Benjamin Kidder

Benjamin Kidder, Ph.D.
Assistant Professor
Department of Oncology
4100 John R St
HWCRC Room 624
Detroit, MI 48201
Phone: 313-576-8302

Research Interests:

  • Stem cell and Cancer Epigenetics
  • Transcriptional Networks
  • Reprogramming and Transdifferentiation
  • Genome Stability

Research Description:
One of the research goals of Dr. Benjamin Kidder’s lab is to understand how stem cells pattern the epigenetic landscape in a way that facilitates unique expression programs throughout development. Humans develop from a single fertilized egg into a complex organism with many cell types, each with its own distinct gene expression and epigenetic profile. These complex cellular states, when perturbed, can lead to disease or cancer. Our lab uses experimental, genomics (next-generation sequencing), and computational biology tools to study the epigenetic regulation of stem cell function, genome stability, and reprogramming/transdifferentiation. We are particularly interested in understanding how histone modifying enzymes contribute to the diverse cellular repertoire that exists in mammals, how epigenetic landscapes are regulated in normal development and disease, and the role for heterochromatin in regulating genome stability.

Recent Publications:

Kidder BL, Hu G, Cui K, Zhao K. SMYD5 regulates H4K20me3-marked heterochromatin to safeguard ES cell self-renewal and prevent spurious differentiation. EPIGENETICS AND CHROMATIN. 2017. In Press. 


Rosati R, Patki M, Chari V1, Dakshnamurthy S, McFall T, Saxton J, Kidder BL, Shaw PE, Ratnam M. The Amino-terminal Domain of the Androgen Receptor Co-opts Extracellular Signal-regulated Kinase (ERK) Docking Sites in ELK1 Protein to Induce Sustained Gene Activation That Supports Prostate Cancer Cell Growth. J BIOL CHEM 2016 Dec 9;291(50):25983-25998. Epub 2016 Oct 28.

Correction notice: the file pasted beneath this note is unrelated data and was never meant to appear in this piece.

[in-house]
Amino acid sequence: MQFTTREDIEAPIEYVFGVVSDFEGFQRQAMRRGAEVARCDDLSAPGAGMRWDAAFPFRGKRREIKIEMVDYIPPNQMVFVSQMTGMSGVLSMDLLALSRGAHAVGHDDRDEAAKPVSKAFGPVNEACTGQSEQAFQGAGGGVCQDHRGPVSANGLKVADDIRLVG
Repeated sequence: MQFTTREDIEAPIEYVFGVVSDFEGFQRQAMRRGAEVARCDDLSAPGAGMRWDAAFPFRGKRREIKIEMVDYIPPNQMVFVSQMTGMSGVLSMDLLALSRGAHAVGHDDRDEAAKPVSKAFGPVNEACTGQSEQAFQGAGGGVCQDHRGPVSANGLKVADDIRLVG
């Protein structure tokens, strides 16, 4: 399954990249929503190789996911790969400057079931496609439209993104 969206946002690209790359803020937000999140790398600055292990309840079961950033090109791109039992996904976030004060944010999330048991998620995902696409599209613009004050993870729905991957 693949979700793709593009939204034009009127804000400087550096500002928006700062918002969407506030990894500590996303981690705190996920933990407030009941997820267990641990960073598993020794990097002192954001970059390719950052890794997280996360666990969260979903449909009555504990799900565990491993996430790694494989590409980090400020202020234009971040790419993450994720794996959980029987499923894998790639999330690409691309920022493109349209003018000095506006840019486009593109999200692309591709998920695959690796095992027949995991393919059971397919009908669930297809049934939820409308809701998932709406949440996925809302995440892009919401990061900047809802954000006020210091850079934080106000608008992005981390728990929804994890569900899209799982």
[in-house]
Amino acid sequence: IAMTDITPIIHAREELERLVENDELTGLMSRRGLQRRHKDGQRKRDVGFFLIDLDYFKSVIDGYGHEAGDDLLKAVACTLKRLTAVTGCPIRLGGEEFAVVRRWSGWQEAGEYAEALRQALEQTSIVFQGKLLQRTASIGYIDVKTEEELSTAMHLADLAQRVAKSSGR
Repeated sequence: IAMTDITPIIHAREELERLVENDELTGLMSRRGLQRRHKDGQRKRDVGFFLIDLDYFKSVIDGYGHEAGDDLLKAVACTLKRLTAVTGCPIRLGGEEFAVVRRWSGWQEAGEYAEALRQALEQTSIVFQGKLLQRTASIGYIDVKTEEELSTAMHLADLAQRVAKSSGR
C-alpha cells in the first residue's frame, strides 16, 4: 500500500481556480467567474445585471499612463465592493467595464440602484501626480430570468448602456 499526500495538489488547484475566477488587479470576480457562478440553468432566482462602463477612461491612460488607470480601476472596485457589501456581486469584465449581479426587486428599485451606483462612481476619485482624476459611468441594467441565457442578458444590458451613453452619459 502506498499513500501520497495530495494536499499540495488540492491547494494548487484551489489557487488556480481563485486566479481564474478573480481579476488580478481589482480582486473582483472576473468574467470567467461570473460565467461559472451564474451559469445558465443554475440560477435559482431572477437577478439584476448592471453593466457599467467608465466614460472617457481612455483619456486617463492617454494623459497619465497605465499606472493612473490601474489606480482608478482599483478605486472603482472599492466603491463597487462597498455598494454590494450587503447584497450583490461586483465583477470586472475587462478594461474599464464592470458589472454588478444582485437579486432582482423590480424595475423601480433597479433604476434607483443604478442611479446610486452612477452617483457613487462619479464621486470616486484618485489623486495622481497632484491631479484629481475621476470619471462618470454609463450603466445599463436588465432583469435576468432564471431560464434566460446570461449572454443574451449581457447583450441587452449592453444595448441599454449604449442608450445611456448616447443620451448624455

Kidder BL, Hu G, Zhao K. KDM5B focuses H3K4 methylation near promoters and enhancers during embryonic stem cell self-renewal and differentiation. Genome Biology 2014;15:R32 (Epub).


Kidder BL, Zhao K. Efficient library preparation for next-generation sequencing analysis of genome-wide epigenetic and transcriptional landscapes in embryonic stem cells. Methods in Molecular Biology 2014;1150:3-20.


Kidder BL. Generation of induced pluripotent stem cells using chemical inhibition and three transcription factors. Methods in Molecular Biology 2014;1150:227-36.


Kidder BL. Derivation and manipulation of trophoblast stem cells from mouse blastocysts. Methods in Molecular Biology 2014;1150:201-12.


Kidder BL. In vitro maturation and in vitro fertilization of mouse oocytes and preimplantation embryo culture. Methods in Molecular Biology 2014;1150:191-9.


Kidder BL, Hu G, Yu Z, Liu C, Zhao K. Extended self-renewal and accelerated reprogramming in the absence of Kdm5b. Molecular and Cellular Biology 2013;33:4793-810.


Kidder BL, Palmer S. HDAC1 regulates pluripotency and lineage specific transcriptional networks in embryonic and trophoblast stem cells. Nucleic Acids Research 2012;40:2925-39.

Kidder BL, Hu G, Zhao K. ChIP-Seq: technical considerations for obtaining high quality data. Nature Immunology  2011;12:918-22.

Kidder BL, Palmer S. Examination of transcriptional networks reveals an important role for TCFAP2C, SMARCA4, and EOMES in trophoblast stem cell maintenance. Genome Research 2010;20:458-72.

Kidder BL, Palmer S, Knott JG.  SWI/SNF-Brg1 regulates self-renewal and occupies core pluripotency-related genes in embryonic stem cells. Stem Cells 2009; 27:317-28.

Education and Training:
B.A. in Chemistry and Biology (2001): Saint Olaf College, Northfield, MN
Ph.D. in Molecular, Cellular, Developmental Biology and Genetics (2007): University of Minnesota, Minneapolis, MN
Postdoctoral Fellow: EMD/Merck Serono Research Institute, Rockland, MA
Principal Investigator: EMD/Merck Serono Research Institute, Rockland, MA
Research Fellow in Epigenome Biology: National Heart, Lung and Blood Institute (NHLBI, NIH), Bethesda, MD

Cancer Biology Courses Taught:
CB7210 Fundamentals of Cancer Biology
CB7700 Recent Developments in Cancer Biology